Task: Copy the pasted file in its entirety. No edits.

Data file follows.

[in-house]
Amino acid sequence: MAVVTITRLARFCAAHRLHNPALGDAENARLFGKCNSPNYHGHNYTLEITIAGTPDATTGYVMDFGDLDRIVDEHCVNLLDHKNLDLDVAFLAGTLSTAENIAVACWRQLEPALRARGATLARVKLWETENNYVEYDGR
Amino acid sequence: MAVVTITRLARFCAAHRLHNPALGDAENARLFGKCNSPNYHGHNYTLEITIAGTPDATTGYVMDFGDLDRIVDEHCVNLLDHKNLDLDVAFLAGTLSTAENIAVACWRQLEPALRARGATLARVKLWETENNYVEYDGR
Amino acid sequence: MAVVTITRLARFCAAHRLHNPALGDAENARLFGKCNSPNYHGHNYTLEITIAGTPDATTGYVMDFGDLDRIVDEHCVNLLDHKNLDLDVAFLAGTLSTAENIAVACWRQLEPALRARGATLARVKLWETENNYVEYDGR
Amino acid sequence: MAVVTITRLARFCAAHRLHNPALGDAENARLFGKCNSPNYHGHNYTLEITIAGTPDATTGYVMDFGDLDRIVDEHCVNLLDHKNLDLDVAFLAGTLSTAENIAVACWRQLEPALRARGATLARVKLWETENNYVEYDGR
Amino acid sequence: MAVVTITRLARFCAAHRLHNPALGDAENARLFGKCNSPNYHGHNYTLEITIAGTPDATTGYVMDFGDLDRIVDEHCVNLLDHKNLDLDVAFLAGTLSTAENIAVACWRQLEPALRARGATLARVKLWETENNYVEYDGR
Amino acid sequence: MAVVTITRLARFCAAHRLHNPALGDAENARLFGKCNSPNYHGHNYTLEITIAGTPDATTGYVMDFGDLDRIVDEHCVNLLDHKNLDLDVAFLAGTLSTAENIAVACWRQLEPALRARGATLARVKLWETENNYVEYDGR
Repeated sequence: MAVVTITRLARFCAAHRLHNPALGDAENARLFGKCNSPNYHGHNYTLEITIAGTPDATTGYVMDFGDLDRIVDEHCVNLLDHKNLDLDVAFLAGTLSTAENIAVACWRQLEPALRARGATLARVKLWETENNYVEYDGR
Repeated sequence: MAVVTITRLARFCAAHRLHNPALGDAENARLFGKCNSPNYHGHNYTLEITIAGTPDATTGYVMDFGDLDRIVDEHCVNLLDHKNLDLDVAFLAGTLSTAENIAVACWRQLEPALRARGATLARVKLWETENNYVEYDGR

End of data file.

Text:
[in-house]
Amino acid sequence: MAVVTITRLARFCAAHRLHNPALGDAENARLFGKCNSPNYHGHNYTLEITIAGTPDATTGYVMDFGDLDRIVDEHCVNLLDHKNLDLDVAFLAGTLSTAENIAVACWRQLEPALRARGATLARVKLWETENNYVEYDGR
Amino acid sequence: MAVVTITRLARFCAAHRLHNPALGDAENARLFGKCNSPNYHGHNYTLEITIAGTPDATTGYVMDFGDLDRIVDEHCVNLLDHKNLDLDVAFLAGTLSTAENIAVACWRQLEPALRARGATLARVKLWETENNYVEYDGR
Amino acid sequence: MAVVTITRLARFCAAHRLHNPALGDAENARLFGKCNSPNYHGHNYTLEITIAGTPDATTGYVMDFGDLDRIVDEHCVNLLDHKNLDLDVAFLAGTLSTAENIAVACWRQLEPALRARGATLARVKLWETENNYVEYDGR
Amino acid sequence: MAVVTITRLARFCAAHRLHNPALGDAENARLFGKCNSPNYHGHNYTLEITIAGTPDATTGYVMDFGDLDRIVDEHCVNLLDHKNLDLDVAFLAGTLSTAENIAVACWRQLEPALRARGATLARVKLWETENNYVEYDGR
Amino acid sequence: MAVVTITRLARFCAAHRLHNPALGDAENARLFGKCNSPNYHGHNYTLEITIAGTPDATTGYVMDFGDLDRIVDEHCVNLLDHKNLDLDVAFLAGTLSTAENIAVACWRQLEPALRARGATLARVKLWETENNYVEYDGR
Amino acid sequence: MAVVTITRLARFCAAHRLHNPALGDAENARLFGKCNSPNYHGHNYTLEITIAGTPDATTGYVMDFGDLDRIVDEHCVNLLDHKNLDLDVAFLAGTLSTAENIAVACWRQLEPALRARGATLARVKLWETENNYVEYDGR
Repeated sequence: MAVVTITRLARFCAAHRLHNPALGDAENARLFGKCNSPNYHGHNYTLEITIAGTPDATTGYVMDFGDLDRIVDEHCVNLLDHKNLDLDVAFLAGTLSTAENIAVACWRQLEPALRARGATLARVKLWETENNYVEYDGR
Repeated sequence: MAVVTITRLARFCAAHRLHNPALGDAENARLFGKCNSPNYHGHNYTLEITIAGTPDATTGYVMDFGDLDRIVDEHCVNLLDHKNLDLDVAFLAGTLSTAENIAVACWRQLEPALRARGATLARVKLWETENNYVEYDGR